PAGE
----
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The Politics of Conversion

A Workshop at the University of Warwick, July 21-22, 2015

Conversion is an ideal entry point for thinking about the political life of early modernity, especially the harrowing struggle between power and freedom. In Early modern Europe, conversion was an individual response to divine invitation, but it was also a sublime instrument of state and imperial power, and a potent tactical weapon of various sectional and oppositional groups. The forced conversion of Iberian Jews and Muslims, the European conquest of the Americas, the changes of ecclesiastical polity accompanying waves of Reformation and Counter-Reformation across continental Europe and the British Isles – all these raised profound issues about the relationship between outward conduct and inner conviction, about individual versus collective expressions of identity and culture, and about the (always questionable) theatricality of fidelity.

For contemporaries, as for us, conversion posed challenging questions about the possibility of free realization of the self in relation to a suprapolitical good. Henri IV may or may not have felt that Paris was worth a mass. “Fool and wretch,” says John Donne, “wilt thou let thy soul be tied / To man's laws, by which she shall not be tried/ At the last day?”

Early modernity saw a multiplication and diversification of the language and symbolism of conversion, drawing on the patterns of conversion and the authority and power of conversional experience to create new kinds of personal, social, epistemological, and artistic transformation. In repositioning an individual agent in relation to inherited structures of legitimation, and existing communities of knowledge and interpretation, such conversions were inherently political.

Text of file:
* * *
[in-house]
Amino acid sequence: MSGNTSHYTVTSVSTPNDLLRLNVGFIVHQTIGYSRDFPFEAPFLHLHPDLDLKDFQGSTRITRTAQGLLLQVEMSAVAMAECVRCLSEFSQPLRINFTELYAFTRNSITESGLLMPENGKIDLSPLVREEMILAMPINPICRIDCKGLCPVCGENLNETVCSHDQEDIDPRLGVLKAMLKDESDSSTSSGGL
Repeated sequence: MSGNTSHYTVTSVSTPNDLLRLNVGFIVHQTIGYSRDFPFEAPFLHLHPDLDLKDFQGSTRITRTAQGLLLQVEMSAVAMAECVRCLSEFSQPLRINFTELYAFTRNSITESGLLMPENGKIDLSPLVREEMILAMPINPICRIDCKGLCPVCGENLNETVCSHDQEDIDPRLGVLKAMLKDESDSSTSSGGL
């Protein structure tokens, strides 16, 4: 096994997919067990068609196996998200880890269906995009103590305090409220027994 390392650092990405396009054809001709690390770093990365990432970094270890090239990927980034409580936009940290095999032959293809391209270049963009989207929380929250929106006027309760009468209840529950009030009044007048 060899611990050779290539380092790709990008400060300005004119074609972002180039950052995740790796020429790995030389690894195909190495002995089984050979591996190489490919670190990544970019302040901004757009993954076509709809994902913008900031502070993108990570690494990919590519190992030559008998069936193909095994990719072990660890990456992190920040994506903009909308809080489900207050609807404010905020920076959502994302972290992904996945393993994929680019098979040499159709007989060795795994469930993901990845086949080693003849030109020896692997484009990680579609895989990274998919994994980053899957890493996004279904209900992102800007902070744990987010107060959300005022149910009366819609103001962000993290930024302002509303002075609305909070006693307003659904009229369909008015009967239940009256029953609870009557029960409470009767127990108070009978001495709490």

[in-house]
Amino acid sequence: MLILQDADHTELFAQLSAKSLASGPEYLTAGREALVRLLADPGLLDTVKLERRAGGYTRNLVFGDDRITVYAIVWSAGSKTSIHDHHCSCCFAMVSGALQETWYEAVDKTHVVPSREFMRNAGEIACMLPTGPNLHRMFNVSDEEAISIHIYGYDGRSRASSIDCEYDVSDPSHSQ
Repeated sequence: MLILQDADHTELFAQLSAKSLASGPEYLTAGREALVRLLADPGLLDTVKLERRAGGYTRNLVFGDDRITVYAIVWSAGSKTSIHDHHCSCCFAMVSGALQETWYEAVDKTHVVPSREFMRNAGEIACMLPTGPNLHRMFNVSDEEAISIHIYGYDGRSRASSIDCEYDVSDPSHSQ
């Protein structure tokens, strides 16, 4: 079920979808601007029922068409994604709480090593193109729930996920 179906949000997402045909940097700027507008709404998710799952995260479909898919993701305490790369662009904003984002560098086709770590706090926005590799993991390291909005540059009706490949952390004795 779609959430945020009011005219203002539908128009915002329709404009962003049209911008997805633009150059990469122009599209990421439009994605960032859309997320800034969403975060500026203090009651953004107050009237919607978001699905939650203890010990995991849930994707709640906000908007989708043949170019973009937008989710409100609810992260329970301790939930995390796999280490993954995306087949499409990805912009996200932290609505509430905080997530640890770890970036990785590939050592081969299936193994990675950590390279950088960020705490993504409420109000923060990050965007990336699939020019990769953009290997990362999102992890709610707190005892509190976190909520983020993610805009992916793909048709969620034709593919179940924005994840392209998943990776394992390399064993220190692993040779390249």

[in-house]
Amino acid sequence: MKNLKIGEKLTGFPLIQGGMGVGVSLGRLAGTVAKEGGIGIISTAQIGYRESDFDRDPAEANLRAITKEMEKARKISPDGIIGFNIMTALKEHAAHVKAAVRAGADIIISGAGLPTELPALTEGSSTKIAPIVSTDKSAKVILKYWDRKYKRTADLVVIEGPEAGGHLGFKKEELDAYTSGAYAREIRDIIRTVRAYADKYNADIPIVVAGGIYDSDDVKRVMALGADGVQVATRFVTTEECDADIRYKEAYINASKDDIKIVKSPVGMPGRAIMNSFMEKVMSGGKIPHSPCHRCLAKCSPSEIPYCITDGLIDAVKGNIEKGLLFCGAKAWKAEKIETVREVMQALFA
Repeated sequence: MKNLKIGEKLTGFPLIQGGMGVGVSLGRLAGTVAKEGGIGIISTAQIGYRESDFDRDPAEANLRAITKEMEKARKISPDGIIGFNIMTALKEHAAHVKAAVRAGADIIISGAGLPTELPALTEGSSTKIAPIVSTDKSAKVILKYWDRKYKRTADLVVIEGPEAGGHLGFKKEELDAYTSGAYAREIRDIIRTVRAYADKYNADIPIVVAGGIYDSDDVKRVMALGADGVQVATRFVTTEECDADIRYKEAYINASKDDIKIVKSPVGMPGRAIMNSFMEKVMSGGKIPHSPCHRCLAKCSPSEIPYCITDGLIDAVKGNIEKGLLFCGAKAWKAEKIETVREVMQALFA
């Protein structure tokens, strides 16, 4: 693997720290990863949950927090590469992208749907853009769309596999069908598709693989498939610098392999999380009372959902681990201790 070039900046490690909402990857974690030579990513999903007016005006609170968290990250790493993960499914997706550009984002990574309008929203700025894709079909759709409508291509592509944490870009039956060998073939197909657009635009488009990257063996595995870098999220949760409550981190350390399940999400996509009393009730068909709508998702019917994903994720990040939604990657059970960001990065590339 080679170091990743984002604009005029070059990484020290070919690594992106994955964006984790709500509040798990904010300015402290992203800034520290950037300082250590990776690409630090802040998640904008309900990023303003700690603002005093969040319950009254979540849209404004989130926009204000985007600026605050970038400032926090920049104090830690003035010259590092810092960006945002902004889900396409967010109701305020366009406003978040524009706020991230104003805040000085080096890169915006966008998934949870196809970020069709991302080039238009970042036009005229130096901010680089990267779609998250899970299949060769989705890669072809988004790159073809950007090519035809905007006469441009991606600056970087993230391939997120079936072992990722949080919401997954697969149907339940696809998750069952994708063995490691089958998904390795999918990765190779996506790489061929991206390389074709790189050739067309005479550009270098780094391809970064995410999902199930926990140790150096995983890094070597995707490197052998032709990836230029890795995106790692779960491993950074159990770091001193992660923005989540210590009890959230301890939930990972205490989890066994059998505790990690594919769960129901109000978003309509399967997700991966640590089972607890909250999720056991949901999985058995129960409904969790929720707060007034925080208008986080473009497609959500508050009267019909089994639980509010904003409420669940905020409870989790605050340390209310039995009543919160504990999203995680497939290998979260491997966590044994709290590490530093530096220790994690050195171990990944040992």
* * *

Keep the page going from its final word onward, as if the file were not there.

Conversion, in a rainbow of forms bequeathed to us by the repurposing of religious conversion in early modernity, is alive and active in the present age. We find it in the multi-billion-dollar market in procedures, how-to books, videos, websites, and programs—including religious programs— that promise to make us entirely new and also to free us to become most authentically ourselves. As an instrument of power, it continues to play an important part in the religio-political life of modern America, as well as in violent struggles in the Middle East and other parts of the world. The lines between power and freedom in all these conversional arenas are never entirely clear.

The Warwick Workshop is the first of three meetings sponsored by the Early Modern Conversions Project ( The second will be at McGill University in 2016-17. The third, a large-scale conference, will take place at the Newberry Library in Chicago in 2017-18, the final year of the Conversions Project. The overall goal of the Politics of Conversion series is to develop new understandings within the following three large areas of inquiry:

  • the interrelationship among transformation, freedom, and power
  • the centrality of multiple forms of conversion, sacred and secular, in the political world
  • the lines of conversional thinking and practice that connect us with our early modern predecessors